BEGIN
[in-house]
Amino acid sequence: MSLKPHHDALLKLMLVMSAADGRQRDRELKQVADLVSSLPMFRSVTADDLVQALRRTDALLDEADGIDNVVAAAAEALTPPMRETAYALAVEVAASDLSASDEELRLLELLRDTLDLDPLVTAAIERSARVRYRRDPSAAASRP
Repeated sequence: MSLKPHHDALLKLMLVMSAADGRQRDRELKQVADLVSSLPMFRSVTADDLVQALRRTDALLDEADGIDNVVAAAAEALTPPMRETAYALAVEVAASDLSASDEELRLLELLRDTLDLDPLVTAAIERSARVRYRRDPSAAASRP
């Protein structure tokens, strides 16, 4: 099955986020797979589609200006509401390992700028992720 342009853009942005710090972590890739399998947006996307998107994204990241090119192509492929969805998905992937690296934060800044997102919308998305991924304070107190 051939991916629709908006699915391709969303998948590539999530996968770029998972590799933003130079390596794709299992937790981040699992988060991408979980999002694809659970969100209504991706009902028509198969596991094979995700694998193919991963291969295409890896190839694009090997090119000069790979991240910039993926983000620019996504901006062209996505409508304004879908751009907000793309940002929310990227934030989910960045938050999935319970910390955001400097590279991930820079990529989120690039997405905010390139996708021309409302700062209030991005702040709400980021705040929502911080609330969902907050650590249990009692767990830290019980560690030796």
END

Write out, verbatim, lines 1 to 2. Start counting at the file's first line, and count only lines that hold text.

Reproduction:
[in-house]
Amino acid sequence: MSLKPHHDALLKLMLVMSAADGRQRDRELKQVADLVSSLPMFRSVTADDLVQALRRTDALLDEADGIDNVVAAAAEALTPPMRETAYALAVEVAASDLSASDEELRLLELLRDTLDLDPLVTAAIERSARVRYRRDPSAAASRP